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File Type Creator

, 14 Sep 2006
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Shows you how to create your own file types and use them with your program.
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Ever since I started programming I wanted to know how to create my own file types to go along with my programs. It's actualy quite simple because VS.NET has it's own built in file types editor that comes along with your deployment projects. In this article I will show you how to create your own file types using the built in editor, how to open them with your program, and use them to open your program.

I hope you will stay and read the end of the article for a good laugh or two Smile | :)

Using The Source Code

Along with the downloadable source code files is a Deployment folder that contains the deployment project you'll need to add to the program. For the file type program to work you'll need to install it on your computer because the file type needs to be registered with the Windows Registry before it will work correctly.

Program Controls

The main project controls in this application are the Open Button - btnOpen, Save Button - btnSave, and 3 text boxes; TextBox1, TextBox2, and txtMessage.

The CommandLine()

Every time you run a program with Windows the variable CommandLine() holds the file path of the program you just opened as a String.  However, if you were to double click on a file that opens a program, i.e. .bmp would open Windows Paint, then the CommandLine() would hold the file path Strings of the program and the file that was clicked seperated by a space.  It made for some interesting turnouts as you'll see at the end of the article.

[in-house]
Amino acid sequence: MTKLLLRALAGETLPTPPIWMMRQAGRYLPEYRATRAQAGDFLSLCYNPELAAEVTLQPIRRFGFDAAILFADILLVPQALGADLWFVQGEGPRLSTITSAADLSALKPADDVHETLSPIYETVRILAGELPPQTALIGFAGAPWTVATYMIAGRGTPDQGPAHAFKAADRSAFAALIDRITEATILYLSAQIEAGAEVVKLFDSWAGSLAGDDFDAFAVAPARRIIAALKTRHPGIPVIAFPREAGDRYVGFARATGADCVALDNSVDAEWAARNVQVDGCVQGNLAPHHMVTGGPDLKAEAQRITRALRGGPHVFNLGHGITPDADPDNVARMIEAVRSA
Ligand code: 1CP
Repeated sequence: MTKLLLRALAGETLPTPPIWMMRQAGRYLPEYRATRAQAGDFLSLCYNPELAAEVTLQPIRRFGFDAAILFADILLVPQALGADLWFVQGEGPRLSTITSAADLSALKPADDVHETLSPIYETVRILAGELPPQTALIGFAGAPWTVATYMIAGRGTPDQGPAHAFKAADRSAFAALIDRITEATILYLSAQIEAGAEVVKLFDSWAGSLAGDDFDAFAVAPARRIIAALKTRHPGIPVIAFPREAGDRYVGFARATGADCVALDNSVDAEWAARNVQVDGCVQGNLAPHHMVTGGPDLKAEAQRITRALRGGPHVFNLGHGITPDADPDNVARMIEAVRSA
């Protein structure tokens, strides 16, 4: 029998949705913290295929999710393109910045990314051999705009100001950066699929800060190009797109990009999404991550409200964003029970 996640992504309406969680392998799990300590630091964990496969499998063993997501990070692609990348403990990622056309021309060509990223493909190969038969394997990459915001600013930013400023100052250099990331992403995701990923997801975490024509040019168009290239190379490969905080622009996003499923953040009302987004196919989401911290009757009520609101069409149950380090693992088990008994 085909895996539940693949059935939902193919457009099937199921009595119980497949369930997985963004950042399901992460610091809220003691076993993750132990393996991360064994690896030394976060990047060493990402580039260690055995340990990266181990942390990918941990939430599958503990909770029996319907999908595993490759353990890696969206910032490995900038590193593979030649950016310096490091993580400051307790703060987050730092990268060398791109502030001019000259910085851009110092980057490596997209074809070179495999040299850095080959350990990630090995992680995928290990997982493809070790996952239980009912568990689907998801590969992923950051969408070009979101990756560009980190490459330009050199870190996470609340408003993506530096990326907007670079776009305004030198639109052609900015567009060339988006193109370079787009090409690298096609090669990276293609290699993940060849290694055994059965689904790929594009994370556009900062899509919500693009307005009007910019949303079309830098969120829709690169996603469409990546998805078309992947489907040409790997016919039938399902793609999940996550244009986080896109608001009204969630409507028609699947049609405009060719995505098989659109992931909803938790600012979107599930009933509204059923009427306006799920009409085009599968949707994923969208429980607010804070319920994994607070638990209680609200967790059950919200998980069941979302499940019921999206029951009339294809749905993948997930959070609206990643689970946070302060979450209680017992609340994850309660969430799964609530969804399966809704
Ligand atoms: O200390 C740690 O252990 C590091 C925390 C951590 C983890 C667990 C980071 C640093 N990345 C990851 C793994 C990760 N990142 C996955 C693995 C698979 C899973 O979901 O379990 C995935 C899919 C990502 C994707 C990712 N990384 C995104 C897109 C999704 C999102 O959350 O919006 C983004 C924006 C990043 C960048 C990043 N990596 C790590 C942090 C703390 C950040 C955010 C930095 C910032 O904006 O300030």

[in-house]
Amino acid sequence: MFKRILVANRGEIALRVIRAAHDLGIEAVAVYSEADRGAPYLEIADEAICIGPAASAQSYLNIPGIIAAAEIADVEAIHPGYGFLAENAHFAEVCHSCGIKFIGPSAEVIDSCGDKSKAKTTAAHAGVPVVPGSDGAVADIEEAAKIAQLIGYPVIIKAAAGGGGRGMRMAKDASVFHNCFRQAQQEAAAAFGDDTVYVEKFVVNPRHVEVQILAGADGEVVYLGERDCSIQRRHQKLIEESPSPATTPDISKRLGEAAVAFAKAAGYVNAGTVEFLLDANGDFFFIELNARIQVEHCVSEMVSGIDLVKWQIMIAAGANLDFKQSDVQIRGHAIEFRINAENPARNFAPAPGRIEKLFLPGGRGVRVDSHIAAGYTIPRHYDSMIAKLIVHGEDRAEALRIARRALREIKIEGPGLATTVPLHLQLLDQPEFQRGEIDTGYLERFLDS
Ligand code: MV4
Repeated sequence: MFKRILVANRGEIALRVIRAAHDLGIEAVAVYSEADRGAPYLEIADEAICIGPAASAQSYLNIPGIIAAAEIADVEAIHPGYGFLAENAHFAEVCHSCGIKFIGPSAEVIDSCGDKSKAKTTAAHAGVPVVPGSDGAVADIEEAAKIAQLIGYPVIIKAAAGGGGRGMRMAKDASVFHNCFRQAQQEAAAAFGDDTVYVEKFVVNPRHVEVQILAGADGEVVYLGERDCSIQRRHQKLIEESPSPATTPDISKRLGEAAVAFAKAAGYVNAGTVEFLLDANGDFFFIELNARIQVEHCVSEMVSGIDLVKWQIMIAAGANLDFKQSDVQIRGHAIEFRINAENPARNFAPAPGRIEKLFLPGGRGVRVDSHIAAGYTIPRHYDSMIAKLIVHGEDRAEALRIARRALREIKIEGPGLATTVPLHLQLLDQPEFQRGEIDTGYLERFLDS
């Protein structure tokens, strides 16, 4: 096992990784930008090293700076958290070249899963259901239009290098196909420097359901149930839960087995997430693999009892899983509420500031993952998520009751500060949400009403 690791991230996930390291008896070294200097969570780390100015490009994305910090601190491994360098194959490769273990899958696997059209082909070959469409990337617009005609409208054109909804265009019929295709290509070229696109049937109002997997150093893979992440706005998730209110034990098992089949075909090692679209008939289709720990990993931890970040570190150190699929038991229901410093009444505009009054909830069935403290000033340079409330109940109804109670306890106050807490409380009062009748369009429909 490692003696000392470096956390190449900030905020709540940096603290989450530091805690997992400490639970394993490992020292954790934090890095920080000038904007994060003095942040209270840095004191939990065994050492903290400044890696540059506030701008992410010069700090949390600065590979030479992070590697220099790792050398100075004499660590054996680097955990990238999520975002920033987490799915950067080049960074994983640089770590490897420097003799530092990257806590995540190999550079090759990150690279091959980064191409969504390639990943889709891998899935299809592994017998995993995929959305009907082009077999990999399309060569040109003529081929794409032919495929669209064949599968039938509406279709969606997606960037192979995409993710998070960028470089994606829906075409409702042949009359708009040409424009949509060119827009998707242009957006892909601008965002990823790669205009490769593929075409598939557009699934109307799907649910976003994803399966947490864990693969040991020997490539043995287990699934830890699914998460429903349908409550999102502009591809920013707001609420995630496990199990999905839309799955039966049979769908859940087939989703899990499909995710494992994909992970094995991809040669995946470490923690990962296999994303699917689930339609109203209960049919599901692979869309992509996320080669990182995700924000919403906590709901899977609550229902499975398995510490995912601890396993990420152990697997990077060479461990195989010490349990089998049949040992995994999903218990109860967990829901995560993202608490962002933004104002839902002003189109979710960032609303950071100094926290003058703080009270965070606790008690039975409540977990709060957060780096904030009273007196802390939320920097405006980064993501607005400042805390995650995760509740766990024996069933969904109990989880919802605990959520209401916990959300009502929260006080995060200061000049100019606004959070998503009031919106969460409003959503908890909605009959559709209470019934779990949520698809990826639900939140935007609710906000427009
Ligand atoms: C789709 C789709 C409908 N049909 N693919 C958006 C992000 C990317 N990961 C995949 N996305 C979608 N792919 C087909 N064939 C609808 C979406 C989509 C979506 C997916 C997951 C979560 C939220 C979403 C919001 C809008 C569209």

Source Code

When your program first starts up you need to run a test to see if the program was started by the user opening one of the registered files (not the program itself).  You can do this by testing the CommandLine() for the String ".mnft" (or whatever file type you registered).  If the CommandLine() does in fact contain that String the program makes the necessary calculations and then skips right to the Function functionFileOpen()

(.mnft = My New File Type)




<FONT size=2><P></FONT>

Using The File Types Editor

Opening The File Types Editor

Open the project you would like to add a file type to in VS.NET. On the main menu in VS.NET click File, scroll to Add Project (with the arrow), and click on New Project. Create your deployment project by selecting it in the dialog box and name it whatever you want to. Now, in Solution Explorer (probably on the right side of your screen) click ONCE on your newly created deployment project. In the main menu click View, go down one menu item to Editor, now click on File Types (Editor-->File Types).  If the deployment project is not selected there will be no Editor menu option.

Creating Your Own File Types

Now that you know how to open the File Types Editor it's time to learn how to create your own file types.

In the File Types Editor right click on File Types on Target Machine and click Add File Type. Select the new file type and set it's Properties to...

Name - My New File Type